Do not do unto others as you would they should do unto you–their tastes may not be the same–is not a denial of the Gospel injunction but an explanation of what it really means.
Auden and Kronenberger connect aphoristic writing with aristocratic writing. Why? Because it possesses a sort of calm confidence that need not account for itself. In other words, “[t]he aphorist does not argue or explain, he asserts.” To adopt a popular style in the aphorism, then, is to play it false. It is a counterfeit humility, unlike the true kind that a good aphorism can inspire. As they put it, “[T]he aphorist who adopts a folksy style with ‘democratic’ diction and grammar is a cowardly and insufferable hypocrite.”
The one who collects others’ aphorisms for publication, however, cannot be guided—as the reader can—merely by taste. In the view of Auden and Kronenberger, the anthologist has a public—one might even say a political—office. An aphorism should be used as a vehicle for truth, but for the anthologist, what he picks should be a vehicle not only for truth simpliciter, but rather for the truths his contemporaries would most like to ignore:
Two statements may be equally true, but, in any society at any given point in history, one of them is probably more important than the other; and, human nature being what it is, the most important truths are likely to be those which that society at that time least wants to hear. In making his selection, it is up to the anthologist to guess what bubbles, intellectual, moral, and political, are at the moment most in need of pricking.
The aphorist may be a calm observer of human foibles, but his anthologist is a gadfly.
Auden and Kronenberger close their foreword by noting that their field of selection was restricted to “writers belonging to what, for lack of a better term, is called Western civilization.” Doubtless today some half-educated scold would wag a condescending finger at Auden for that last phrase, “Western civilization,” albeit with little sense of what it means. The concept, and even the words, are quickly coming under the ban.
But Auden, who knew more and understood better than our contemporary doyens of labored and puerile outrage, has, along with his co-author, a word in season on this topic, too. We might note the qualification already given: “for lack of a better term.” Yes, the term is imprecise. Yes, it is open to misunderstanding. No, we do not have a better one.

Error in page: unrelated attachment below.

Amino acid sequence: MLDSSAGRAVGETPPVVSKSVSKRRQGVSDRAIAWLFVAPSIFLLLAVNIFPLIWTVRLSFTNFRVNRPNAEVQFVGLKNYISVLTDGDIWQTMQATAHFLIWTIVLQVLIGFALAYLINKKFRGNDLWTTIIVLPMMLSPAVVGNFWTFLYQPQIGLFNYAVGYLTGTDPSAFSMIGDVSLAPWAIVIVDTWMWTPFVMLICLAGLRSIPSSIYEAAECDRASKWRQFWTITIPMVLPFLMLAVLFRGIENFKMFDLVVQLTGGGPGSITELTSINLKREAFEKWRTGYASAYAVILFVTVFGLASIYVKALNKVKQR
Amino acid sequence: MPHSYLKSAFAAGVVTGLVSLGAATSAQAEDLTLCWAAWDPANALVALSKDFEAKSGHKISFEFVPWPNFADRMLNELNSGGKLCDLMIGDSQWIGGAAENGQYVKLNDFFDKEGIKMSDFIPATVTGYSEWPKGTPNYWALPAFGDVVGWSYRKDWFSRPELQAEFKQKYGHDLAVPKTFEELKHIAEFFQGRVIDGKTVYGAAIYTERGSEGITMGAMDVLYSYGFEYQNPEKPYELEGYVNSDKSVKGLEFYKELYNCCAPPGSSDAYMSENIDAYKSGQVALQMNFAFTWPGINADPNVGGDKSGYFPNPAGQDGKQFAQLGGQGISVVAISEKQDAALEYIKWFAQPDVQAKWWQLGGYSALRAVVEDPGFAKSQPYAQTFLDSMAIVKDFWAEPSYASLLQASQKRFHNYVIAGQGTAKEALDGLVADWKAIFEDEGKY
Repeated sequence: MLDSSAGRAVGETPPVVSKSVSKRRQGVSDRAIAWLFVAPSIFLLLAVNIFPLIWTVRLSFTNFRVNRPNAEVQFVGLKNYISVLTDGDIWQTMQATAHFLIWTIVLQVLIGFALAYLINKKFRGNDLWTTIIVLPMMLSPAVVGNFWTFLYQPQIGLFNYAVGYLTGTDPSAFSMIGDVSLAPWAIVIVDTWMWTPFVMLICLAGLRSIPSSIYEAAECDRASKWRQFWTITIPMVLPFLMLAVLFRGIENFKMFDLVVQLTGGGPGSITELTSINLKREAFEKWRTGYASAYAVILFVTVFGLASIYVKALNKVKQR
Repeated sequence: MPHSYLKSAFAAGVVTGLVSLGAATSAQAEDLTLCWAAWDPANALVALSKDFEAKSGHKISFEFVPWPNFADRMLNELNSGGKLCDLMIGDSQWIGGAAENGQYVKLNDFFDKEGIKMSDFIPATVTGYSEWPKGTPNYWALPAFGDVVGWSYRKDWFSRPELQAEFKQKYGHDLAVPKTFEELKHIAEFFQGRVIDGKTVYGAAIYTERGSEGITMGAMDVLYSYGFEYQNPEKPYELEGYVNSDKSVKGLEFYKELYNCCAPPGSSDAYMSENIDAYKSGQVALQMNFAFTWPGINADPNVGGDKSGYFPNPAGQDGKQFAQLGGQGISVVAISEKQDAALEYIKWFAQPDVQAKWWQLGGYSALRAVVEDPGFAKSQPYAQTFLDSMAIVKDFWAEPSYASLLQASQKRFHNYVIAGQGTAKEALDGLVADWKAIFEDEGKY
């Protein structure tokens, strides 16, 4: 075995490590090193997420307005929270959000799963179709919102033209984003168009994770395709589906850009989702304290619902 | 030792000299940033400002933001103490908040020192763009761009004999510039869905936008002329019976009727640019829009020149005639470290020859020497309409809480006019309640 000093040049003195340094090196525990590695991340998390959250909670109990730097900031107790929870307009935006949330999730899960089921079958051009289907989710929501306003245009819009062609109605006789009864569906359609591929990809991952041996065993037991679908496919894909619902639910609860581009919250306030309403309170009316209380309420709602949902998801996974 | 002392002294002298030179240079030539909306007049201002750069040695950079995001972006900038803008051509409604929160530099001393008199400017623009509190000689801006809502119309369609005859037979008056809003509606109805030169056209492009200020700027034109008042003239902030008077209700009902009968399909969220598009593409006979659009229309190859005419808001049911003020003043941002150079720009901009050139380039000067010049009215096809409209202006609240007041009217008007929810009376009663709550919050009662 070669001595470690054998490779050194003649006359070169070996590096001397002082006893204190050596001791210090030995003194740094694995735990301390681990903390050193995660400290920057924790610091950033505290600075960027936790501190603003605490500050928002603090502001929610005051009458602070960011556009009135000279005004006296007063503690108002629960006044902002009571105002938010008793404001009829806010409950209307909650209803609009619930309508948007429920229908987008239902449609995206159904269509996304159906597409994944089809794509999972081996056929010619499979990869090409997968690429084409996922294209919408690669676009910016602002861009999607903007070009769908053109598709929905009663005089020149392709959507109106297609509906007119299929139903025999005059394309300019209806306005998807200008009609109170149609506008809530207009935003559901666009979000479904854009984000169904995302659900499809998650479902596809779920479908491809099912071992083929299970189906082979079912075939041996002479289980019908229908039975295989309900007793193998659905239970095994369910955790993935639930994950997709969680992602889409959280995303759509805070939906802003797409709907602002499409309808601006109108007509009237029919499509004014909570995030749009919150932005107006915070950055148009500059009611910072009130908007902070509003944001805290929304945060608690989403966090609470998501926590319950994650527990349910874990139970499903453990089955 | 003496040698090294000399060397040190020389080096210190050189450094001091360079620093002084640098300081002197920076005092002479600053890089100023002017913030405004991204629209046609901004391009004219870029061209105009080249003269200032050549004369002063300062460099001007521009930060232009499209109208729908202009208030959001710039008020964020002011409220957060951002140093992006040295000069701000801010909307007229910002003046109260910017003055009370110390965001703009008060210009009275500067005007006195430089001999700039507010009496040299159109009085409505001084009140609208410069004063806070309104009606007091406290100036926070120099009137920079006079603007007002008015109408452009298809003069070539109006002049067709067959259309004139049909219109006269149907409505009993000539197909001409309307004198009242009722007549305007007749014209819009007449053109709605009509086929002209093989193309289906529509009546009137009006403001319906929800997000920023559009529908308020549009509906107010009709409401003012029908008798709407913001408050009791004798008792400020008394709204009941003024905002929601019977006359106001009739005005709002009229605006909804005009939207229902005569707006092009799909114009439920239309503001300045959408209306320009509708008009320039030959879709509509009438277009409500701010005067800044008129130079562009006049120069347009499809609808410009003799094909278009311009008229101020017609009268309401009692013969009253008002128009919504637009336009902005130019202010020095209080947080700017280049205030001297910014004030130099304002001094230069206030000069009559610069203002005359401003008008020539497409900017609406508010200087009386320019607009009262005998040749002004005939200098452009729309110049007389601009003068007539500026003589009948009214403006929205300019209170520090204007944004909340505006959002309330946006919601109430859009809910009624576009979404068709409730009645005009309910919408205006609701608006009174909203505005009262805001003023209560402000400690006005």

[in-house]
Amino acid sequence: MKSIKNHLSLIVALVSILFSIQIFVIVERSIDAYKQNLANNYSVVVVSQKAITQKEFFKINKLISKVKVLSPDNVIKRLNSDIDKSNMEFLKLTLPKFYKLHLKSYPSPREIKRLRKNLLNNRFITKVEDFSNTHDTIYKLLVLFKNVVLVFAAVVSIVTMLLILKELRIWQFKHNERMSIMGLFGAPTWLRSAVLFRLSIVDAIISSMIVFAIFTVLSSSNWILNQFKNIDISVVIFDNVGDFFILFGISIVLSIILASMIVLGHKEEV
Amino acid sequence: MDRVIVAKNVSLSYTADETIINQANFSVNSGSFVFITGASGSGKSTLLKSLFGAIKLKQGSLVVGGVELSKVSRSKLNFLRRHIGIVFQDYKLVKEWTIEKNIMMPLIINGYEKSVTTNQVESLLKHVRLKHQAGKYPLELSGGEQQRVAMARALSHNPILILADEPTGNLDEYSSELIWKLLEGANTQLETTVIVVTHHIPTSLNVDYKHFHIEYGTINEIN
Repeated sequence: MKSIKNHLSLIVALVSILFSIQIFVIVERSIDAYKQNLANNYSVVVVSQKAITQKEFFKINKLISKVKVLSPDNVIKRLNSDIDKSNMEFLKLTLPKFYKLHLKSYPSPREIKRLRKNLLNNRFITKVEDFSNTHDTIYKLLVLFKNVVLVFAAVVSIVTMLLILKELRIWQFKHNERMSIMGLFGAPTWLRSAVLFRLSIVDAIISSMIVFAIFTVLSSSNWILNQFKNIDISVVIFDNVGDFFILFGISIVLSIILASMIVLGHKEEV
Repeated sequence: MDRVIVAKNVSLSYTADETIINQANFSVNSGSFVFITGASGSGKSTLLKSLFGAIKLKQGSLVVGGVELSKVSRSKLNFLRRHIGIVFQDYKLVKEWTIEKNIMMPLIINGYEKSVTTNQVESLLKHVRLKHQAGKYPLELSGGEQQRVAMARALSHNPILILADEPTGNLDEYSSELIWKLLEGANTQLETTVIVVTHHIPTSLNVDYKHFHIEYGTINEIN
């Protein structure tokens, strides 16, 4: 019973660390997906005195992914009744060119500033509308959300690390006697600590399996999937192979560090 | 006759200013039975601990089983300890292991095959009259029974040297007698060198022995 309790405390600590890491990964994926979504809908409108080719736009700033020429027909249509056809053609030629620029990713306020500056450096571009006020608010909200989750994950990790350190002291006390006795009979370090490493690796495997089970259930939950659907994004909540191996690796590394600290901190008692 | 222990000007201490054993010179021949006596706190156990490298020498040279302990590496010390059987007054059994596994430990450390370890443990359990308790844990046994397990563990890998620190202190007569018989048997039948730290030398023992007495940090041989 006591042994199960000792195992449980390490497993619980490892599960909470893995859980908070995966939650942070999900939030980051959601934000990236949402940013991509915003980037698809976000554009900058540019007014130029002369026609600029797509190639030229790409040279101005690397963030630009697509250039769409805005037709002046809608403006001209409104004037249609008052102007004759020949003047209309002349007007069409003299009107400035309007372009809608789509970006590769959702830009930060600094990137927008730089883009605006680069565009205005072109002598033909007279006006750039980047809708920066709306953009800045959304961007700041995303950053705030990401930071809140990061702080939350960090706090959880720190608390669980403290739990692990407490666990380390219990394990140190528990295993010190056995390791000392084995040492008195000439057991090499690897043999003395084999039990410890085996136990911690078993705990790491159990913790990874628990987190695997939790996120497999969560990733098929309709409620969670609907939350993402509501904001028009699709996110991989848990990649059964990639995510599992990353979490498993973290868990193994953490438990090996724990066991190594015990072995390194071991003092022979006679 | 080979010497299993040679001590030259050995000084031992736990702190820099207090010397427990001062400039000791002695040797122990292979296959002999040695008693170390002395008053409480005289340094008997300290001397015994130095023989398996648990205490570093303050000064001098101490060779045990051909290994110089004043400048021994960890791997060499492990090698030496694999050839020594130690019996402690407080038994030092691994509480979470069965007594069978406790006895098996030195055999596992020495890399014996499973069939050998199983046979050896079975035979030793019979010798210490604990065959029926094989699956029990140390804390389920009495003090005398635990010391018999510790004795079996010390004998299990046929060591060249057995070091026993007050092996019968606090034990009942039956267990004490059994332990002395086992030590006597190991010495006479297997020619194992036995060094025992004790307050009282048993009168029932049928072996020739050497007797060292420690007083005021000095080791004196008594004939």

But their following qualifications are even more significant. They restrict themselves to “the West” for two reasons, neither of which is “because we consider that civilization superior to any other.” One is that they do not feel themselves competent to give an adequate picture of the aphorisms of, say, China or India.
The other is to demonstrate that, in the midst of the many bad things that can undoubtedly be associated with “the West,” those do not tell the whole story. “Western civilization” has more to offer than fast food, fake news, and the F-word:
At a time…when it seems as if it were precisely the worst aspects of our technological culture–our noise, our vulgarity, our insane waste of natural resources (European intellectuals who imagine these vices to be of American origin are willfully deceiving themselves), we are bold to think of this volume as evidence that there are others–such as humor and a capacity for self-criticism–which, though less intrusive than jukeboxes and bombs, are neither negligible nor unworthy of respect.
So again: have we any aphorists today? We could use some. I would even settle for a good anthologist.
E.J. Hutchinson is associate professor of Classics and director of the Collegiate Scholars Program at Hillsdale College. His research focuses on the reception of classical literature in late antiquity and early modernity.